Graph all the things
analyzing all the things you forgot to wonder about
interests: game theory, interactive visualizations
A coworker posed this problem:
Suppose you're at a casino with $100, and need $200 to get home. The casino only supports one style of betting: you can put any amount of money on the table, and with 30% chance they double it, otherwise taking it away. What should your strategy be to maximize your chance of getting home?
Starting from $100, you'd think that you should just take the obvious 30% chance to double your money. And you'd be right. But why? I wasn't able to come up with any simple proof other than solving the general case, which I found surprisingly interesting.
To study this, let's rephrase the problem so that you have money, , and want to reach 1 money. Each bet has chance of doubling your money. Denote by the amount of money your strategy bets when you have money, and suppose that following this strategy gives you a chance of winning when you have money.
Here's an interactive graph of your probability of winning, playing by the optimal strategy.
Click on the graph to zoom in!
I first solved numerically, starting from an obvious lower bound onand iteratively updating a lower bound by choosing the optimal based on . In particular, at iteration , update and
One can prove inductively that .
I was expecting something boring - that you should always just bet as much as you can until you hit , then bet as much as you need to reach 1 money - but I was wrong. Instead, it converged to these interesting fractal and :
I'll prove that the following local optimality condition is necessary and sufficient for the optimal strategy to this problem:
A strategy with and is a globally optimal strategy (no strategy with has for any ) if and only if there exist no and such betting with money and otherwise following the strategy gives a higher chance of winning than betting .
To prove it is necessary, suppose that there were an and such that betting with gave a higher chance of winning than betting . Then clearly the strategyoutperforms , since it will give higher chance of winning at , and potentially at any other satisfying , etc. This proves that our condition is necessary for any optimal strategy.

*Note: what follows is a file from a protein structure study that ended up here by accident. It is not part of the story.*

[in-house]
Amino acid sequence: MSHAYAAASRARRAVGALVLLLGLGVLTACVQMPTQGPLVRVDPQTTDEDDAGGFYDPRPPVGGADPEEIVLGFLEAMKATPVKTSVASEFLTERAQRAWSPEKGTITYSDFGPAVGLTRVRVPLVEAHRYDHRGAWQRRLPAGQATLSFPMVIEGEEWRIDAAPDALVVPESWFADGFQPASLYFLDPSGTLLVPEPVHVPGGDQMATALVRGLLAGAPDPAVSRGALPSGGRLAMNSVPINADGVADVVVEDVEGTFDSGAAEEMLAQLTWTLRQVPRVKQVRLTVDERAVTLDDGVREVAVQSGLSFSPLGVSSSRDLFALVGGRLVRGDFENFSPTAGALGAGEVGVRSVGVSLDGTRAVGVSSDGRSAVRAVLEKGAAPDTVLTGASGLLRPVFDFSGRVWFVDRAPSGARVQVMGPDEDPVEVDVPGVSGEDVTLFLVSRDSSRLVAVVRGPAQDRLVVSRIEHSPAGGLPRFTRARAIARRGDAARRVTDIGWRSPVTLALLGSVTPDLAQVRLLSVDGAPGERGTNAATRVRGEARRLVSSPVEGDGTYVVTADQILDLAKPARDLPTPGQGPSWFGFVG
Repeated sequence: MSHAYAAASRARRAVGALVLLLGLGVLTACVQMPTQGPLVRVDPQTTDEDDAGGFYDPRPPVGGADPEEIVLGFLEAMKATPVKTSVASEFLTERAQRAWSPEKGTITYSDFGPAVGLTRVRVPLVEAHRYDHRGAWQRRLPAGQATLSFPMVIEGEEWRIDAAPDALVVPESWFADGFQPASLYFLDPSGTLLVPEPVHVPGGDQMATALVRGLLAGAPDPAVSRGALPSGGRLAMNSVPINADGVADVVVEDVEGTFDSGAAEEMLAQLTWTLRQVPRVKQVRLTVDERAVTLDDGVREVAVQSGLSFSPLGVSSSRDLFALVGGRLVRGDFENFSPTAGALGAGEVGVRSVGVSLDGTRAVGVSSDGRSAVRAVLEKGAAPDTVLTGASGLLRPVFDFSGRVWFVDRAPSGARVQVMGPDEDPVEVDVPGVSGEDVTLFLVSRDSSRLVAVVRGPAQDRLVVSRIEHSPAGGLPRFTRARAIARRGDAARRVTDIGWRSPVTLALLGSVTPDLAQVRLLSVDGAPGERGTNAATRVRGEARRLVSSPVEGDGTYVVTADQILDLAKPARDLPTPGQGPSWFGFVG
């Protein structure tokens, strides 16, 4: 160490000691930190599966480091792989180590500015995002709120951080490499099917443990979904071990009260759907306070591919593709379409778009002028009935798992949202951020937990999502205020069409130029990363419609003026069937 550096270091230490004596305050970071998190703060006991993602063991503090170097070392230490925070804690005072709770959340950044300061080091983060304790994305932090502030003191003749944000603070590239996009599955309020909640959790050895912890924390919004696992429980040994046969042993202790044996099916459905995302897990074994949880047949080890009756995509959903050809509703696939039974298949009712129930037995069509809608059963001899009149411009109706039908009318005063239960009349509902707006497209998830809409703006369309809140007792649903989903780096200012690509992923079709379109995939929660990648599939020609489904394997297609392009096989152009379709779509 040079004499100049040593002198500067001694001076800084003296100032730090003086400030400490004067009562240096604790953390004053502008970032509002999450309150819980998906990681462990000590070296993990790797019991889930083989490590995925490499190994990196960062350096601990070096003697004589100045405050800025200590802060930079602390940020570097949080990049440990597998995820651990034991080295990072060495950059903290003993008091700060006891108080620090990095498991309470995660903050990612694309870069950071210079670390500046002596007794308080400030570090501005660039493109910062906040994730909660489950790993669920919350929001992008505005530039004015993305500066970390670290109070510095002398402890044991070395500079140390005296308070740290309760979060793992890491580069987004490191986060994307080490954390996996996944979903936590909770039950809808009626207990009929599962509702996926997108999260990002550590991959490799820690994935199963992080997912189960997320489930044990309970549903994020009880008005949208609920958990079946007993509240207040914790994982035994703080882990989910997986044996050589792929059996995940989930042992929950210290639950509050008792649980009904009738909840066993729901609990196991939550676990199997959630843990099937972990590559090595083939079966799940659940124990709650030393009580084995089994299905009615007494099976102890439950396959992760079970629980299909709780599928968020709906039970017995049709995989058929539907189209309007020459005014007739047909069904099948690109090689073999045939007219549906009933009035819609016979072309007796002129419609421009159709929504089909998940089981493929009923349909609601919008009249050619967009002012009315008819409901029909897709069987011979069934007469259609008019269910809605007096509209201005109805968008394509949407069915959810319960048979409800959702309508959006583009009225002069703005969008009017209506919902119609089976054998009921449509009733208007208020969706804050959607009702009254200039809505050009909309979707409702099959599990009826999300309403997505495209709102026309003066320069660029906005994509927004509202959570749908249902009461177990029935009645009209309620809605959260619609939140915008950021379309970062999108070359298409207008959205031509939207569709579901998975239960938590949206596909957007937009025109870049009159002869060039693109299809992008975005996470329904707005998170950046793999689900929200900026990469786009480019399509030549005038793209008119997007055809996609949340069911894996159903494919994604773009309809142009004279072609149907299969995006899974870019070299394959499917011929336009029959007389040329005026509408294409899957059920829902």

To prove that it is sufficient, suppose for the sake of contradiction there were another strategy with corresponding such that for some . Let denote the composite strategy that follows where and otherwise. This composite strategy satisfies at every , and . Now consider the set of all such that , and suppose for the sake of contradiction they all satisfy . Decreasing our chance of winning at such an could only decrease it elsewhere too, so if we choose any subset of these points to play by instead of , we must still get a strategy no better than . But this violates our assumption that , so we must have that there exists some and bet that gives a chance of winning . This contradicts local optimality, implying that any locally optimal solution must also be a globally optimal one.
To prove that is consistent with , choose such that the last digits of are 's, and is a 0. Then betting will give us an chance of having money if we win and a chance of having money if we lose. Our probability is then consistent with our bet if . Plugging in this and , and letting and , we getThis shows that our betting strategy is consistent with .
To prove that the strategy is locally optimal, I'll consider any strategy played on amounts of money that terminate in binary, and show that a bet can only be worse than , given . Consider any bet at , and let and (where the st digit is the first one that differs; and ).
I'll skip the details, but one can prove that in any of the following cases, the bet is no better than , which results in the first digits of the outcomes agreeing:
Additionally, the outcomes and are at least as good as and on average. Applying all these rules implies that no bet is better than , where the amount of money has binary digits after the decimal point.
Using the previous result that a locally optimal strategy is globally optimal, this strategy is globally optimal.